Anne rule by St. Matty. Returne to the Maine Page.
3d6 vs. 1d20
When rolling an Attack, players may choose to roll 3d6 in place of 1d20.
The following results are used:
⚀⚀⚀ ^{1}/_{216} chance 
automatic miss.

⚀⚀⚁ / ⚀⚀⚂ / ⚀⚁⚁ ^{1}/_{24} chance 
automatic miss. 
⚁⚁⚁ 
roll 1d2 and add that to the attack 
⚂⚂⚂ 
roll 1d3 and add that to the attack 
⚃⚃⚃ 
roll 1d4 and add that to the attack 
⚄⚄⚄ 
roll 1d5 and add that to the attack 
⚃⚅⚅ / ⚄⚄⚅ ^{1}/_{36} chance 
automatic hit.

⚄⚅⚅ ^{1}/_{72} chance 
automatic hit.

⚅⚅⚅ ^{1}/_{216} chance 
automatic hit.

This grants you approximately the same 1/20 chance of critical success or failure in your attacks – actually it's a little lower, 1/21.6, but the rewards and punishments are scaled to compensate.
Effect Progression
The progression for negative effects is essentially:

However it can be tweaked based on particular powers. For example, "immobilised" may be upgraded to "restrained". Not to mention blinded, deafened, dominated, weakened, etc.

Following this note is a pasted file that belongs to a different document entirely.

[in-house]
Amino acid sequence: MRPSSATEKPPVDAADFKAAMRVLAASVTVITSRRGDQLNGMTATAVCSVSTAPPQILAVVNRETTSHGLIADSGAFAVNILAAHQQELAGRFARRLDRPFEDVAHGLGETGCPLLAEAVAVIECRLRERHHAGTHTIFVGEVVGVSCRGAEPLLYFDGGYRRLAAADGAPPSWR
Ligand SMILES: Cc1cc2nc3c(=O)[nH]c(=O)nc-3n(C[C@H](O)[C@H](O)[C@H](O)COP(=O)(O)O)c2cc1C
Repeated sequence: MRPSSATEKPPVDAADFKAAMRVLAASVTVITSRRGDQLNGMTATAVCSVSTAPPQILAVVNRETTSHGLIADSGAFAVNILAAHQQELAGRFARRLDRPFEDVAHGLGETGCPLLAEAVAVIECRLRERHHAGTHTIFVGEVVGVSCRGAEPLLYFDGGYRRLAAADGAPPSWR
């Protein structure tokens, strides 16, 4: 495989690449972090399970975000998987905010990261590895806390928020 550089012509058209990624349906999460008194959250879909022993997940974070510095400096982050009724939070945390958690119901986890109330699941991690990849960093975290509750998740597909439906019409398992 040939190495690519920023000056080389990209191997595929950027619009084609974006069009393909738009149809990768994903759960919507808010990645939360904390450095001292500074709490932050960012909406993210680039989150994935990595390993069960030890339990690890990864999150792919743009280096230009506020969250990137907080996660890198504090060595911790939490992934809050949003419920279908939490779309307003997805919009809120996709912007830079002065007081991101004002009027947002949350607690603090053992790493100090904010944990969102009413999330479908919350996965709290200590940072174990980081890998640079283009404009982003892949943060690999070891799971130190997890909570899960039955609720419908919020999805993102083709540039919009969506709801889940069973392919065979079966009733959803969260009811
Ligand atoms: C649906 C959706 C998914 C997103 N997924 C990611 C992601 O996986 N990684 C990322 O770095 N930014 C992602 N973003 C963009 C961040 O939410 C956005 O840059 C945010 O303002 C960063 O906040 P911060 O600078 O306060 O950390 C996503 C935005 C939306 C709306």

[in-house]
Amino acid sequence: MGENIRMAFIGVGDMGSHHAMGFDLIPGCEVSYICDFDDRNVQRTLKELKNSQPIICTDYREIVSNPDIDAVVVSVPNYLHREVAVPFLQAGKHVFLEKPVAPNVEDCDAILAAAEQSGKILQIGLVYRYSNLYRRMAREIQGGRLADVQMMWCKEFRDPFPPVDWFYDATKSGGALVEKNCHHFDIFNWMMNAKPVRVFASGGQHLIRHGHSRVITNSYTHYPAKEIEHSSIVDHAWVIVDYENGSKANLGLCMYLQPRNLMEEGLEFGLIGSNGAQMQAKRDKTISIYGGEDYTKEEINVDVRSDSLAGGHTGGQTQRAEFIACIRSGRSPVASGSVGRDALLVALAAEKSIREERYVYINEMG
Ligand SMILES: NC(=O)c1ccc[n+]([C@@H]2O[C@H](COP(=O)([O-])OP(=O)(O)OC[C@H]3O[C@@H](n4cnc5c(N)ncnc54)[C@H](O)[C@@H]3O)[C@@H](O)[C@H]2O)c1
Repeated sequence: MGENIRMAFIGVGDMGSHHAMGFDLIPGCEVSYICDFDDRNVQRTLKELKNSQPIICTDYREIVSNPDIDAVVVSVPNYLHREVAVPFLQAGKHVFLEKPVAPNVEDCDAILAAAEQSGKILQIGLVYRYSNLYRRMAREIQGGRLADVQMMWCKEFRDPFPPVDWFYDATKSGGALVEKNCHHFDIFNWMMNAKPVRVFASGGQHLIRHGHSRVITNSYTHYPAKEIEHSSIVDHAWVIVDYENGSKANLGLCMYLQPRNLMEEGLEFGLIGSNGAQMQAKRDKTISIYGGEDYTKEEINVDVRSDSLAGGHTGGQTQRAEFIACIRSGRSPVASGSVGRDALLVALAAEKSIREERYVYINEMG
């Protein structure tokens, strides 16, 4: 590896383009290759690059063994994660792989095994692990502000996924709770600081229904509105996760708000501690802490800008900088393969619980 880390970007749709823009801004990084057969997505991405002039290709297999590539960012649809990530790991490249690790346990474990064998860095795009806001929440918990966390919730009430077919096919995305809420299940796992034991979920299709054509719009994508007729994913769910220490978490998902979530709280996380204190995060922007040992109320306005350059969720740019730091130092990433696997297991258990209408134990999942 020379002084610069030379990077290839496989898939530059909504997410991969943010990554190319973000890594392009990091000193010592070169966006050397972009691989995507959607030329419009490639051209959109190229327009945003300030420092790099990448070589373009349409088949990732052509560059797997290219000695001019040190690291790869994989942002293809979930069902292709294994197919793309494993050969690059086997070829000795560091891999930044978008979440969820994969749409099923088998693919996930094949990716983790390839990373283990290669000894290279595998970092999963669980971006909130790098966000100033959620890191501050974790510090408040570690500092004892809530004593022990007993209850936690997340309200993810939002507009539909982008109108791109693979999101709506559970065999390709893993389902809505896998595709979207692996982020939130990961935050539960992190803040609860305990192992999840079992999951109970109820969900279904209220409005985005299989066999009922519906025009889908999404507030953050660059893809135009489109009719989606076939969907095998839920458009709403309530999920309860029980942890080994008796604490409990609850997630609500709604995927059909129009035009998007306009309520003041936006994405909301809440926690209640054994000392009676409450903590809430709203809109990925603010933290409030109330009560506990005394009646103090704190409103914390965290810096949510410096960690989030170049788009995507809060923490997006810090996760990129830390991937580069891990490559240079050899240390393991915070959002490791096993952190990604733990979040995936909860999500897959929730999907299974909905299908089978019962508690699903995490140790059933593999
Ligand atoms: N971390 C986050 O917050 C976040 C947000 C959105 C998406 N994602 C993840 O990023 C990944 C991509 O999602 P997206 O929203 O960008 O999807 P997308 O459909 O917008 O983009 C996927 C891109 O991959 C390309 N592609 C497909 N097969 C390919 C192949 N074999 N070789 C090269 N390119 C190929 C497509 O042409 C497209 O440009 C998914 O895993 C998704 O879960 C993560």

The progression for positive effects is trickier, and can be divided into three parallel progressions, each of which can lead to any of the others in various circumstances:

Chance to Hit
Note that when rolling 3d6, the chance to hit a monster may be dramatically reduced. You can see in the following graph that: if you need to roll better than 11 to hit a monster, you're much better off rolling 1d20 than 3d6. This can play into combat, for example players making knowledge checks to determine what to roll, or learning by experience.
Taking this graph into account you may choose to instead use 3d6 + 2, which lets you hit anything that requires up to 15 as easily as 1d20, and lower monsters (up to around 12) much more easily. Given that, in this system, 18, 19, and 20 are variously critical hits, this means that you only suffer against monsters that require 15, 16, or 17 to hit... and you should probably flee such an encounter anyway.